July 8, 2020

A Particular Parasite

Arceuthobium pusillum

Arceuthobium pusillum - Photos courtesy of Glen Mittelhauser/Maine Natural History Observatory

Arceuthobium pusillum has a way of getting to a tree. That is if you are a spruce, larch or pine in Maine. It’s not particularly showy or useful, even if its near relative is part of a revered Christmas tradition: kissing under the mistletoe. A. pusillum is dwarf mistletoe, kind of the wallflower cousin with its short yellow-green stems and and leaves reduced to brown scales. In fact, dwarf mistletoe has another effect on trees. On infected spruce, it causes a hormone imbalance that causes a proliferation of twigs called witches brooms, according to the Minnesota Department of Natural Resources. And how does dwarf mistletoe spread? Thank the birds, who either drop them you-know-how or by wiping the sticky seeds off their beaks and onto branches where the sticky seeds stick and eventually take hold. Dwarf mistletoe has another curious characteristic: It is one of the rare plants that blossoms in winter.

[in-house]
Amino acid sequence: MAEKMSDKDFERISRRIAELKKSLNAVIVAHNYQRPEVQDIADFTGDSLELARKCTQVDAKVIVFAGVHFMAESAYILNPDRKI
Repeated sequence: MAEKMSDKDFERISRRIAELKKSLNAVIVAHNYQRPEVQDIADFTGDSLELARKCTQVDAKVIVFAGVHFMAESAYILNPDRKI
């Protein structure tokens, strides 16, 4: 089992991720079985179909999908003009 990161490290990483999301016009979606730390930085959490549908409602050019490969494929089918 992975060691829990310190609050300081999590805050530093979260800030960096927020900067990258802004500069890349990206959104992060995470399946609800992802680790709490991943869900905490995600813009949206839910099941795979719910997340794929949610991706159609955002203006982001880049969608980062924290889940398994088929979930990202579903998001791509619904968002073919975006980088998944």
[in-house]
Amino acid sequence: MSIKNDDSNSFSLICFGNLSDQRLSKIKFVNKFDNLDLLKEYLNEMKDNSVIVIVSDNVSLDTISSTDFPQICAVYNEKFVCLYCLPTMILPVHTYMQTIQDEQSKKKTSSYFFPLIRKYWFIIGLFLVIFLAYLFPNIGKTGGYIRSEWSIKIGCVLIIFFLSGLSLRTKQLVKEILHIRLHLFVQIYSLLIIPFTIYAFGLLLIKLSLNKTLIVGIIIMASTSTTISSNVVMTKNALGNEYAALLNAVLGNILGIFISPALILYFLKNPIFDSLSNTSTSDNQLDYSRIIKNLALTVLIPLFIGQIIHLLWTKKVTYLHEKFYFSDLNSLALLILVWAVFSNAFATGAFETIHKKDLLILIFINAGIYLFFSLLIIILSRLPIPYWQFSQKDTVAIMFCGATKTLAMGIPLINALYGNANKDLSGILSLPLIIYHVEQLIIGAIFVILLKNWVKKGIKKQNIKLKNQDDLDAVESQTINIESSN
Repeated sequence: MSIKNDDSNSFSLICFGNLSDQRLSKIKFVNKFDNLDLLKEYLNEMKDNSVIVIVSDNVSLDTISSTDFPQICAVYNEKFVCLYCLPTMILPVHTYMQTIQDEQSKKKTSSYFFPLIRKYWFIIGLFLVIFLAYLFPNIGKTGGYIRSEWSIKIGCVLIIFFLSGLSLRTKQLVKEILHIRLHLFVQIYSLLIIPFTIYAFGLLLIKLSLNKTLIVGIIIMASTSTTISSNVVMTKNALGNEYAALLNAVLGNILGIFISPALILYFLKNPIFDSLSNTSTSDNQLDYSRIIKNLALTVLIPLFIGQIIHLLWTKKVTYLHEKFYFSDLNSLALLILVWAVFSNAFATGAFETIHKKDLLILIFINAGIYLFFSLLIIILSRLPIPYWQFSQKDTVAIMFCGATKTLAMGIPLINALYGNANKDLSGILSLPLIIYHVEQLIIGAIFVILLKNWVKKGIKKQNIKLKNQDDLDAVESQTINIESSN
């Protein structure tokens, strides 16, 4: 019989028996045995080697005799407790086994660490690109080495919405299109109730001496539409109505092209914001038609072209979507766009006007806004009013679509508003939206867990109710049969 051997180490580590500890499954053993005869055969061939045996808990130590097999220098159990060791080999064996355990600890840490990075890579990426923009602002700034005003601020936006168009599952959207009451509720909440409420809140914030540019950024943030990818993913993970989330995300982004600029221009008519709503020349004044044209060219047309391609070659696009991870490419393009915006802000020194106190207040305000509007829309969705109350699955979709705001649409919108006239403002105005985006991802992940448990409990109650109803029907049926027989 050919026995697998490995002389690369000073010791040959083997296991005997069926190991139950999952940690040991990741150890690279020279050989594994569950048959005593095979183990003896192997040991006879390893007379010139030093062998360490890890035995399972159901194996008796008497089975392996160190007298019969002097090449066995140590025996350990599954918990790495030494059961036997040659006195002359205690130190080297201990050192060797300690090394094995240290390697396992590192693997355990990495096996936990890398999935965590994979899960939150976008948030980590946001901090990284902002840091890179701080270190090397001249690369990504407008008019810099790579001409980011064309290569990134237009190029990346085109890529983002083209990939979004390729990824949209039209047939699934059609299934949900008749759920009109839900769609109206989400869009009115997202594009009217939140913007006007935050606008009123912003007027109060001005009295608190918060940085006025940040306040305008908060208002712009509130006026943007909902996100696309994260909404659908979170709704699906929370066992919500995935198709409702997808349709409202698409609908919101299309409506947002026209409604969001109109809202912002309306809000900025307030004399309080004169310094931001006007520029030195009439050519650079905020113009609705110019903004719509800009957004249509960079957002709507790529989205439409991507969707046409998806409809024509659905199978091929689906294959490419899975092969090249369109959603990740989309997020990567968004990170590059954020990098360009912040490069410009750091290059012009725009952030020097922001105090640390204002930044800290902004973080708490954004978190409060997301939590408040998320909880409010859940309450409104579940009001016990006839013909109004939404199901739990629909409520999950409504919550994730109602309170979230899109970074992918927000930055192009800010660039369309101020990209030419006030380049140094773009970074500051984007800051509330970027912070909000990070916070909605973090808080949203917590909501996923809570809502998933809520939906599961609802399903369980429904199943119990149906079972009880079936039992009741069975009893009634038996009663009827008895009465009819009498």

Wild Wednesday is a collaboration of Garden Maine and Glen Mittelhauser of the nonprofit Maine Natural History Observatory, www.mainenaturalhistory.org.